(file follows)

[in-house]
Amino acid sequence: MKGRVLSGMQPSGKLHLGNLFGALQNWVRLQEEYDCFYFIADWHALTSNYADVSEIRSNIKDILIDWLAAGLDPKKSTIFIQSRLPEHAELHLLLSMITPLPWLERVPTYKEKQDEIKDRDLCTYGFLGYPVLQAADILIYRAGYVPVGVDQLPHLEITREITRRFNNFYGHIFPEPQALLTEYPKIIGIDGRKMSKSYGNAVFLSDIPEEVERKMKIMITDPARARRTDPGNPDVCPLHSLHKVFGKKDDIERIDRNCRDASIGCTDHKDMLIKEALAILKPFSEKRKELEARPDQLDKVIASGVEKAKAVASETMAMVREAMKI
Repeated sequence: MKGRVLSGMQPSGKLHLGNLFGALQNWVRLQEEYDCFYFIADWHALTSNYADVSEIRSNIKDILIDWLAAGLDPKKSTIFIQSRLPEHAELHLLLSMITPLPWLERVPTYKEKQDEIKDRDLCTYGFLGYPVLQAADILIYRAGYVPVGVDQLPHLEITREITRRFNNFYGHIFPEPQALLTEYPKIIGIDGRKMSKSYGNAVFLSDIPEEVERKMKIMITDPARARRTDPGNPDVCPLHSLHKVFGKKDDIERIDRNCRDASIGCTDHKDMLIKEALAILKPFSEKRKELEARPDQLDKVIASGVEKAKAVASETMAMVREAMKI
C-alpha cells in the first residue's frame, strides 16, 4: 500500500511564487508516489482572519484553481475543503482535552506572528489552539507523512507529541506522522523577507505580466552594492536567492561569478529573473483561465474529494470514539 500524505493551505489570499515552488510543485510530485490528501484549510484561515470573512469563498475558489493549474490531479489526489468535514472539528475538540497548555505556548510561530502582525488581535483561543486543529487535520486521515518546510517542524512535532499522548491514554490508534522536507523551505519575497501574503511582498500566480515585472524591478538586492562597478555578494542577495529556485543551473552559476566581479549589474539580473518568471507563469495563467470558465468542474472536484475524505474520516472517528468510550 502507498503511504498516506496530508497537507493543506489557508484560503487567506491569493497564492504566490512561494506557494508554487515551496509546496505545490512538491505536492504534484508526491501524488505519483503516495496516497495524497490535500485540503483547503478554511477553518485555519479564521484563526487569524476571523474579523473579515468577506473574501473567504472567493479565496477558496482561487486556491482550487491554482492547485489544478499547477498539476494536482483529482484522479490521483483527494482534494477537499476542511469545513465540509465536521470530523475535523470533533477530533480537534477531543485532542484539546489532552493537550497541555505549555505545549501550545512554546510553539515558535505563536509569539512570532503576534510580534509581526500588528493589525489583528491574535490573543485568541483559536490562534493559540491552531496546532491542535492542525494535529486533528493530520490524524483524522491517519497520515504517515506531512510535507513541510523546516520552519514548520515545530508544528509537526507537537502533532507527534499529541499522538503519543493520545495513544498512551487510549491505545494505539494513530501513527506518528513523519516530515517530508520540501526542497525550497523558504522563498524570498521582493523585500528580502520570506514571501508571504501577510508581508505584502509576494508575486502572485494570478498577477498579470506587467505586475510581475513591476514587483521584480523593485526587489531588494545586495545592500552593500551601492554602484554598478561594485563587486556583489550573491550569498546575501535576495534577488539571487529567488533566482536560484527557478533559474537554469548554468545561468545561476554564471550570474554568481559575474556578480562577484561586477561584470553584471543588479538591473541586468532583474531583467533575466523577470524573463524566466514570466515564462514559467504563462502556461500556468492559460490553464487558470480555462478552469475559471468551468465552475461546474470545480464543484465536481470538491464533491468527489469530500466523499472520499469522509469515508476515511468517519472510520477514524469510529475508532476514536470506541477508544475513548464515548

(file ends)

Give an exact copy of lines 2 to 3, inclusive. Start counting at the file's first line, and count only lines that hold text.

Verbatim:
Amino acid sequence: MKGRVLSGMQPSGKLHLGNLFGALQNWVRLQEEYDCFYFIADWHALTSNYADVSEIRSNIKDILIDWLAAGLDPKKSTIFIQSRLPEHAELHLLLSMITPLPWLERVPTYKEKQDEIKDRDLCTYGFLGYPVLQAADILIYRAGYVPVGVDQLPHLEITREITRRFNNFYGHIFPEPQALLTEYPKIIGIDGRKMSKSYGNAVFLSDIPEEVERKMKIMITDPARARRTDPGNPDVCPLHSLHKVFGKKDDIERIDRNCRDASIGCTDHKDMLIKEALAILKPFSEKRKELEARPDQLDKVIASGVEKAKAVASETMAMVREAMKI
Repeated sequence: MKGRVLSGMQPSGKLHLGNLFGALQNWVRLQEEYDCFYFIADWHALTSNYADVSEIRSNIKDILIDWLAAGLDPKKSTIFIQSRLPEHAELHLLLSMITPLPWLERVPTYKEKQDEIKDRDLCTYGFLGYPVLQAADILIYRAGYVPVGVDQLPHLEITREITRRFNNFYGHIFPEPQALLTEYPKIIGIDGRKMSKSYGNAVFLSDIPEEVERKMKIMITDPARARRTDPGNPDVCPLHSLHKVFGKKDDIERIDRNCRDASIGCTDHKDMLIKEALAILKPFSEKRKELEARPDQLDKVIASGVEKAKAVASETMAMVREAMKI